Even if you don’t have budget get over to https://t.co/G1gCVjJBXh and use their amazing free service.— Joe Parker @ ISSW 2018 (@joesparker) May 15, 2017
https://t.co/BlDfDoeWe6 <-- This I like! Low friction honeypot devices.— Phil Huggins (orac) (@oracuk) June 18, 2015
I had some broken @ThinkstCanary's after a power outage and they RMA'ed new ones from South Africa in under 4 days. Amazing support!— Jerry Gamblin (@JGamblin) June 23, 2017
Traps, tarpits, and honey tokens just plain work - now available for free at https://t.co/eHXJt2dAD5— Robr (@sweepthatleg) May 14, 2017
Just realized the magic of https://t.co/ZzKm4tSn8W. Splendid work. Thanks for the info mate— Muhammad Ather (@MuhammadAther88) March 15, 2017
1. BeyondCorp: Not easy, or for everyone, but I love the idea.— Adrian Sanabria (@sawaba) August 11, 2017
2. Canaries https://t.co/SD023OF9y3
The @ThinkstCanary device is a thing of beautiful uncomplicated simplicity. Thoroughly enjoying putting it through its paces— Roshan Harneker (@roogle) August 2, 2017
Set aside an hour to setup my new @ThinkstCanary ... not sure what I'm going to do with the other 55 minutes.— 𝕭𝖎𝖌𝖌𝖎𝖊 𝕾𝖒𝖆𝖑𝖑𝖘 (@bigendiansmalls) March 4, 2018
Im not sure. Never really thought about or tried this angle as a larger industry initiative. I mostly just recommend https://t.co/dsnqFvwAvi— Jeremiah Grossman (@jeremiahg) September 19, 2017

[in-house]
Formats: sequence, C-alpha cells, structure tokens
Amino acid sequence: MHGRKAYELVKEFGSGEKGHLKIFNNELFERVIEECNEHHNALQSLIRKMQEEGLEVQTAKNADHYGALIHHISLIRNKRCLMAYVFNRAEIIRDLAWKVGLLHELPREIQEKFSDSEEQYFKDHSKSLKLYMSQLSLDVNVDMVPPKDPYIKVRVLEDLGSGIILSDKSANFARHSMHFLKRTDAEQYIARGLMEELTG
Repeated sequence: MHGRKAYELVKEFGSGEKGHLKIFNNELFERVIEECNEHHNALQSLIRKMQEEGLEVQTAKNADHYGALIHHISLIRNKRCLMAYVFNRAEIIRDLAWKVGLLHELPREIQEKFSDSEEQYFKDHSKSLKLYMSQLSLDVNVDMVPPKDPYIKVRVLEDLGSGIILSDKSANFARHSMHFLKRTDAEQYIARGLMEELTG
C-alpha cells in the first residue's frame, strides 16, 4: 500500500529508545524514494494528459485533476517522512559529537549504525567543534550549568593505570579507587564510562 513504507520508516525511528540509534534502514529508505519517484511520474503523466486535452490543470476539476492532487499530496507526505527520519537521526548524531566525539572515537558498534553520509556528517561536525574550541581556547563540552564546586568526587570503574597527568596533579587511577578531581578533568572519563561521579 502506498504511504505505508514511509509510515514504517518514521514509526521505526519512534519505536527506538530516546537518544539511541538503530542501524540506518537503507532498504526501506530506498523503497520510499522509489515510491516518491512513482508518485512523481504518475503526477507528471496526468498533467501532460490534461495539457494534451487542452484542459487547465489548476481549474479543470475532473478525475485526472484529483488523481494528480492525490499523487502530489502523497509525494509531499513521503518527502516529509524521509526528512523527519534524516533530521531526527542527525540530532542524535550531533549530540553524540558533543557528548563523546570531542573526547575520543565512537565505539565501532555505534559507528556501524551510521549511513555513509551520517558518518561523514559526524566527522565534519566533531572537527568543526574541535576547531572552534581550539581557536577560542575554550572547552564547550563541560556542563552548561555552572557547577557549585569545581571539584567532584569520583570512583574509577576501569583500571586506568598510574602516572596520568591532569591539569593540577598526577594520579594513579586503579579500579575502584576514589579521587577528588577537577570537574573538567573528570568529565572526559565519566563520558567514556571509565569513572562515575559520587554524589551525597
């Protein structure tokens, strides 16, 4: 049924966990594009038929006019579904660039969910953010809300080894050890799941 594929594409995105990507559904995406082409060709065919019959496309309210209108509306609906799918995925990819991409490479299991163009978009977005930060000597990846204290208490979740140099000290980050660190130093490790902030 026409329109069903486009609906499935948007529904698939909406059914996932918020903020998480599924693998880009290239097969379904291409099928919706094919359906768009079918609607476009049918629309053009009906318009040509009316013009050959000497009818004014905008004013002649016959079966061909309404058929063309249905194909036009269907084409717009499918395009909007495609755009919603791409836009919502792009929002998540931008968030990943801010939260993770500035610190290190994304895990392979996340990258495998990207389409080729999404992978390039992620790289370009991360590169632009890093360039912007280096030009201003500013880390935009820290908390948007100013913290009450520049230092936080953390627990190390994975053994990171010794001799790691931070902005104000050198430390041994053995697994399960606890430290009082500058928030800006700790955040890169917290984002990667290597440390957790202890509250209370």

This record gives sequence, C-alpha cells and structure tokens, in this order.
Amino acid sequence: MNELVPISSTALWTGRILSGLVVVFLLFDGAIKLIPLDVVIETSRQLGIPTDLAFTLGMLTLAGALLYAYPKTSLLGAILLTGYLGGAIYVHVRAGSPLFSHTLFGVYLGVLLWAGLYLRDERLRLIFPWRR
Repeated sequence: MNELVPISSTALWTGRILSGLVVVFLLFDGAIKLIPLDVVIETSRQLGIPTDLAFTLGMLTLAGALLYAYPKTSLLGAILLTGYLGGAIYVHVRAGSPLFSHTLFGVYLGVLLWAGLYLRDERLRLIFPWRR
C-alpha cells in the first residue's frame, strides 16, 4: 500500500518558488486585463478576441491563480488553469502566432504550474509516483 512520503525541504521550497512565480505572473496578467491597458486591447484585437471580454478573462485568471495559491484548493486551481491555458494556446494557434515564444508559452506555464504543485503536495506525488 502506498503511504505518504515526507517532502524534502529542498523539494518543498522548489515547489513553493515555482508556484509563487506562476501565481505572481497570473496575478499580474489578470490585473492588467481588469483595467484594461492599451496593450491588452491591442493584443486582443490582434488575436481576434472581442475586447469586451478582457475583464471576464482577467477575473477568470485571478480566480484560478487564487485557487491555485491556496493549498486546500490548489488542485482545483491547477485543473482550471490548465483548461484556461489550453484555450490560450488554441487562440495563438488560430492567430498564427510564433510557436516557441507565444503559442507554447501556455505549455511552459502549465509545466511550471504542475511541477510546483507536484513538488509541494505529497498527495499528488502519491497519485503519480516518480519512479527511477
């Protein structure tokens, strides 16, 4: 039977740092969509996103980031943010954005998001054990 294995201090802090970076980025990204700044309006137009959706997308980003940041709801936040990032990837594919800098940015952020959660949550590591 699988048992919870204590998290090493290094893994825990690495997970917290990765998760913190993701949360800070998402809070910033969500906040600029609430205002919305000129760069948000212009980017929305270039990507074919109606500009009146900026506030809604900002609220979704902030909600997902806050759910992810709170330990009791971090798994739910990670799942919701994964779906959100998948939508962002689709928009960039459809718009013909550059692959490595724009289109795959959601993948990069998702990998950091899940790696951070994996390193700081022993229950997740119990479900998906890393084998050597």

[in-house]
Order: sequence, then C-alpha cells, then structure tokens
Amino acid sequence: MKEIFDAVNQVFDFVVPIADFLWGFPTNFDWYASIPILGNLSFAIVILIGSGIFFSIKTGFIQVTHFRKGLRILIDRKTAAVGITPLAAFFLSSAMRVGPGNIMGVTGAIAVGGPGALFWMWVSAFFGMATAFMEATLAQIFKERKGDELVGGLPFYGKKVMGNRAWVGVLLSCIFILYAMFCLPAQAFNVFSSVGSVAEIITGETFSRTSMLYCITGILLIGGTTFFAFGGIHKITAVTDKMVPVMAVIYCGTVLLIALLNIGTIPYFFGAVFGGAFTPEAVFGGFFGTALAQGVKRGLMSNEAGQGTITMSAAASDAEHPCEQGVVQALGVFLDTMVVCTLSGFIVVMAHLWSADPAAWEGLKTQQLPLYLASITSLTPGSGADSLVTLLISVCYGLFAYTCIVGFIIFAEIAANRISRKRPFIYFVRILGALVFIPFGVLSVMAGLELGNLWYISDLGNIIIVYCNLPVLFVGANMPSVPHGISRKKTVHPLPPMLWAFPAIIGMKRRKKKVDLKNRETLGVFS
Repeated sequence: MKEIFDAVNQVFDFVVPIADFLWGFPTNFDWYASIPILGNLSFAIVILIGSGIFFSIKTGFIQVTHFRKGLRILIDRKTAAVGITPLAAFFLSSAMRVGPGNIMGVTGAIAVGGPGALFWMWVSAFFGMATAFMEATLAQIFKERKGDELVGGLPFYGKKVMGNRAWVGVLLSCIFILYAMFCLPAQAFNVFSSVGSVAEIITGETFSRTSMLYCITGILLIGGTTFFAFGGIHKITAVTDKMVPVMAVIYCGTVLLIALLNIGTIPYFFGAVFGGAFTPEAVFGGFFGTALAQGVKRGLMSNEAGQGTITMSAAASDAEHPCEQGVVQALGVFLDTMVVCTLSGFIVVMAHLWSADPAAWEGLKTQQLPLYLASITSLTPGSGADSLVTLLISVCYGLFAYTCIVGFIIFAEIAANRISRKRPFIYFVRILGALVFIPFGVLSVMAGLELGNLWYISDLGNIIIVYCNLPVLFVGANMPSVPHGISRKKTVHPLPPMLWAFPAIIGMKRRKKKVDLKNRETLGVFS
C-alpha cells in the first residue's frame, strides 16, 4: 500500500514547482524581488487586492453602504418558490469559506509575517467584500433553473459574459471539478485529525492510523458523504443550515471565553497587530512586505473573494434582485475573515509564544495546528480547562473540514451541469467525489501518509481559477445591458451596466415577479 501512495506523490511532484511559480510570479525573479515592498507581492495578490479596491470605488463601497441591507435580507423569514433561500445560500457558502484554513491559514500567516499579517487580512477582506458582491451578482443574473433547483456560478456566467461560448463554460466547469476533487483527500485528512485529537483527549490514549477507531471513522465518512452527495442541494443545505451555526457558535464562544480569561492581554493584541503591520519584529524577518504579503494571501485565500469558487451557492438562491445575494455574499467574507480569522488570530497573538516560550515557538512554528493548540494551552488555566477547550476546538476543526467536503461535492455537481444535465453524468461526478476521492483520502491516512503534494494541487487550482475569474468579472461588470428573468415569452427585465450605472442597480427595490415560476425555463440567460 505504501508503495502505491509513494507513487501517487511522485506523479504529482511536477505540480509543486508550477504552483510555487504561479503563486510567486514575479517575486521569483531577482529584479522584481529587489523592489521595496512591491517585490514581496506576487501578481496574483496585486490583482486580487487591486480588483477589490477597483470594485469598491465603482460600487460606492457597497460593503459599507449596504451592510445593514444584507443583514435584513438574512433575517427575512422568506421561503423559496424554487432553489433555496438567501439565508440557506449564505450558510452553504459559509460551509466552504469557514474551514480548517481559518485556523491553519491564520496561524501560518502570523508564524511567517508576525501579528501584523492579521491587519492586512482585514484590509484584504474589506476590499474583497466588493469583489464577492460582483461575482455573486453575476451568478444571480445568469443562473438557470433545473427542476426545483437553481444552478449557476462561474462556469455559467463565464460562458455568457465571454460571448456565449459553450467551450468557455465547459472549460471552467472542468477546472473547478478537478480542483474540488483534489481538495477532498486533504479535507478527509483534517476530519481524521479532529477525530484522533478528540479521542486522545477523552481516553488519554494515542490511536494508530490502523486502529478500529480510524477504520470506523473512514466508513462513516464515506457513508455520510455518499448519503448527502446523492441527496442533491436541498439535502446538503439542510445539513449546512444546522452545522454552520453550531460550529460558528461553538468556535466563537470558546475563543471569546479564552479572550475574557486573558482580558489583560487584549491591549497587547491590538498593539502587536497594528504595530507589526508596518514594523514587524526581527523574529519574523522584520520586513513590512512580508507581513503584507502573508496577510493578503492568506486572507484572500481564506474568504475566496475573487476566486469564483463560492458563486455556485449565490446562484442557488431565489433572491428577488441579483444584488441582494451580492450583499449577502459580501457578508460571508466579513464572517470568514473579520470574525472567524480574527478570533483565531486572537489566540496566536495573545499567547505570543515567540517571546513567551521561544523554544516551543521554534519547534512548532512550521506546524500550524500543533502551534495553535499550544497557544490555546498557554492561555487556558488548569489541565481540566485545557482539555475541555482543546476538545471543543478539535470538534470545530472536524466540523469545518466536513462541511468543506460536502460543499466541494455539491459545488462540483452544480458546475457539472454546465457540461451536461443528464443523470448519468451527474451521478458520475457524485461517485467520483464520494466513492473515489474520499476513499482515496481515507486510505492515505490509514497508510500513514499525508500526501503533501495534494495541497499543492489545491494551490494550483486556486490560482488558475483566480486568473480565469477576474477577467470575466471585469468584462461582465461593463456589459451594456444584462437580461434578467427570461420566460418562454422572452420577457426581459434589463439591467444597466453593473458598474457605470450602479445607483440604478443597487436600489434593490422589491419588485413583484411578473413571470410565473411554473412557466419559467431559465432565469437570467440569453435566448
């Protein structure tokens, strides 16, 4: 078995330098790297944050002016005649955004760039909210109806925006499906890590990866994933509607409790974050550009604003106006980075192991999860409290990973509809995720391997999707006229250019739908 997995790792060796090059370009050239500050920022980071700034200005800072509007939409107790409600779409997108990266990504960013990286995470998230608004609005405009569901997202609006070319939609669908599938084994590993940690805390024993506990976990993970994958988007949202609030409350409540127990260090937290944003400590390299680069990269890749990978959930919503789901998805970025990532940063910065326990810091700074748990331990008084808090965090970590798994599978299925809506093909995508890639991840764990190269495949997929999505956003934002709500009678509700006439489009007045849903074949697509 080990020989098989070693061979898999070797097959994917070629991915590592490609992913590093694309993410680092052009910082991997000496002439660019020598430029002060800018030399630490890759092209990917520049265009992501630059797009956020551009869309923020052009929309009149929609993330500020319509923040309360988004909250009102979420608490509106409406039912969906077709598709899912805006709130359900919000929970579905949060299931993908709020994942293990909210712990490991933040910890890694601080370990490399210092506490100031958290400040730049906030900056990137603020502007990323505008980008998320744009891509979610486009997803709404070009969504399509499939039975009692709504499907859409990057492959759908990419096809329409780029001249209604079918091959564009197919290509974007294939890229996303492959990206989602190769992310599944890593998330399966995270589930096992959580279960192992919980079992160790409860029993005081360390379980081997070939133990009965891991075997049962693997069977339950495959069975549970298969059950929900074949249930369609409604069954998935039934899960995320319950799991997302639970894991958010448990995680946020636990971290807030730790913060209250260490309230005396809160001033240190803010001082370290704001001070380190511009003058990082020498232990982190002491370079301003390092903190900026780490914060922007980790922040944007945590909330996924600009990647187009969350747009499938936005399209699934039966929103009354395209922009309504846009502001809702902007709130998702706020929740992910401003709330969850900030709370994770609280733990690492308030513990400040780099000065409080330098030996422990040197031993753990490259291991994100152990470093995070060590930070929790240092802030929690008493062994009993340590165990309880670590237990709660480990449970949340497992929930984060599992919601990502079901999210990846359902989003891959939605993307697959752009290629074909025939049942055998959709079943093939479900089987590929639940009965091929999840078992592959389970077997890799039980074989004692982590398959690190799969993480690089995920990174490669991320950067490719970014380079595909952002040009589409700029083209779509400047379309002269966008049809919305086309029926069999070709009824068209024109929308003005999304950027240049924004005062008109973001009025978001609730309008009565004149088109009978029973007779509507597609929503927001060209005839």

CanaryTokens FTW!— Steve Lodin (@stevelodin) March 4, 2018
Just watched the whole 19mins webinar. Give us a call on +44 1224 516181. We are interested. Thank you.— TheTechForce (@TheTechForceUK) October 28, 2017
Super excited about deploying a few Canaries around the network next year. @ThinkstCanary— Evan Wathington (@ewathington) December 22, 2016
There's a good reason that smart security-folk rate Thinkst Canary highly. If you are in Vegas for BH/DC & want to know more, drop us a note pic.twitter.com/ojiTy25o9I— Thinkst Canary (@ThinkstCanary) July 23, 2017
I’ve seen it and use it, it’s fantastic. The canary, though, as a drop in hardware device for corp/other networks is pretty fantastic, one of the best/easiest configurationsI’ve ever seen.— 𝕭𝖎𝖌𝖌𝖎𝖊 𝕾𝖒𝖆𝖑𝖑𝖘 (@bigendiansmalls) March 4, 2018
Great feature.— Sakhi Louw (@sakhi_louw) January 29, 2018
Oh, of course @ThinkstCanary for exactly the same reason.— Jeremiah Grossman (@jeremiahg) September 29, 2017
Love them too. And tokens! Tons of tokens is key.— John Woods (@zenbanjoman) September 26, 2017
someone who makes solving hard problems easy for the end-user— caseyjohnellis (@caseyjohnellis) September 29, 2017
wow @ThinkstCanary tokens are cool, especially signed binaries. very sneaky technique :D— InfoSec Spy ❆ (@InfoSecSpy) February 27, 2017